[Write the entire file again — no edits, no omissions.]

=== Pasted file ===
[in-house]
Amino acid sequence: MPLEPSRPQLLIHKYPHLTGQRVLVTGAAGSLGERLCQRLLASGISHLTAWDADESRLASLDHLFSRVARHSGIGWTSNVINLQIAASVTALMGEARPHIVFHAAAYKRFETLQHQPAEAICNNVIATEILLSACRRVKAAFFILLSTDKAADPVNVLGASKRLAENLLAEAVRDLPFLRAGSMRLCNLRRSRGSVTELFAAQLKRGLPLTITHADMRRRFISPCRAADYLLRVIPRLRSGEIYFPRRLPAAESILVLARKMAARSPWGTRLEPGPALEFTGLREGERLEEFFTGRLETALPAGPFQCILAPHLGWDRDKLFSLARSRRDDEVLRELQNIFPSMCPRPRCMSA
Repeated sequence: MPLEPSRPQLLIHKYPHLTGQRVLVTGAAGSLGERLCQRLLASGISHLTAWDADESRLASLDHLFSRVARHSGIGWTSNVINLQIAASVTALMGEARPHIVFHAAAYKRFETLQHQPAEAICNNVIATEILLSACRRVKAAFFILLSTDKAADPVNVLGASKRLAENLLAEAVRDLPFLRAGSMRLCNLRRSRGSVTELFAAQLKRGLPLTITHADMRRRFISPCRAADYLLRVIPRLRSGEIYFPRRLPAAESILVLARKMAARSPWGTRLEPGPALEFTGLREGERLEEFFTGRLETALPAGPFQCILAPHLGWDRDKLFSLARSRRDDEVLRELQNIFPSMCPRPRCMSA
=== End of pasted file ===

[in-house]
Amino acid sequence: MPLEPSRPQLLIHKYPHLTGQRVLVTGAAGSLGERLCQRLLASGISHLTAWDADESRLASLDHLFSRVARHSGIGWTSNVINLQIAASVTALMGEARPHIVFHAAAYKRFETLQHQPAEAICNNVIATEILLSACRRVKAAFFILLSTDKAADPVNVLGASKRLAENLLAEAVRDLPFLRAGSMRLCNLRRSRGSVTELFAAQLKRGLPLTITHADMRRRFISPCRAADYLLRVIPRLRSGEIYFPRRLPAAESILVLARKMAARSPWGTRLEPGPALEFTGLREGERLEEFFTGRLETALPAGPFQCILAPHLGWDRDKLFSLARSRRDDEVLRELQNIFPSMCPRPRCMSA
Repeated sequence: MPLEPSRPQLLIHKYPHLTGQRVLVTGAAGSLGERLCQRLLASGISHLTAWDADESRLASLDHLFSRVARHSGIGWTSNVINLQIAASVTALMGEARPHIVFHAAAYKRFETLQHQPAEAICNNVIATEILLSACRRVKAAFFILLSTDKAADPVNVLGASKRLAENLLAEAVRDLPFLRAGSMRLCNLRRSRGSVTELFAAQLKRGLPLTITHADMRRRFISPCRAADYLLRVIPRLRSGEIYFPRRLPAAESILVLARKMAARSPWGTRLEPGPALEFTGLREGERLEEFFTGRLETALPAGPFQCILAPHLGWDRDKLFSLARSRRDDEVLRELQNIFPSMCPRPRCMSA